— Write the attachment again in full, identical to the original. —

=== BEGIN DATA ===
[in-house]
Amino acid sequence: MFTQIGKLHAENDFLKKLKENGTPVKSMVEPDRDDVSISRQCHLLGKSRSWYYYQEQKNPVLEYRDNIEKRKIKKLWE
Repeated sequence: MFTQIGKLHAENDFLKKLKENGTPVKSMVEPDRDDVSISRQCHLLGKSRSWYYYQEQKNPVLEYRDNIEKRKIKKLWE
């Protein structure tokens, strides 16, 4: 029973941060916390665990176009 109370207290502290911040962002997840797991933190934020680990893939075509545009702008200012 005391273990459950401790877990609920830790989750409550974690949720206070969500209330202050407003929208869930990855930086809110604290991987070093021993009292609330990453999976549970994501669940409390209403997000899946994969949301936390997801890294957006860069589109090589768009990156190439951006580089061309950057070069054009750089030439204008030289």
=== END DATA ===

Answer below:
[in-house]
Amino acid sequence: MFTQIGKLHAENDFLKKLKENGTPVKSMVEPDRDDVSISRQCHLLGKSRSWYYYQEQKNPVLEYRDNIEKRKIKKLWE
Repeated sequence: MFTQIGKLHAENDFLKKLKENGTPVKSMVEPDRDDVSISRQCHLLGKSRSWYYYQEQKNPVLEYRDNIEKRKIKKLWE
């Protein structure tokens, strides 16, 4: 029973941060916390665990176009 109370207290502290911040962002997840797991933190934020680990893939075509545009702008200012 005391273990459950401790877990609920830790989750409550974690949720206070969500209330202050407003929208869930990855930086809110604290991987070093021993009292609330990453999976549970994501669940409390209403997000899946994969949301936390997801890294957006860069589109090589768009990156190439951006580089061309950057070069054009750089030439204008030289």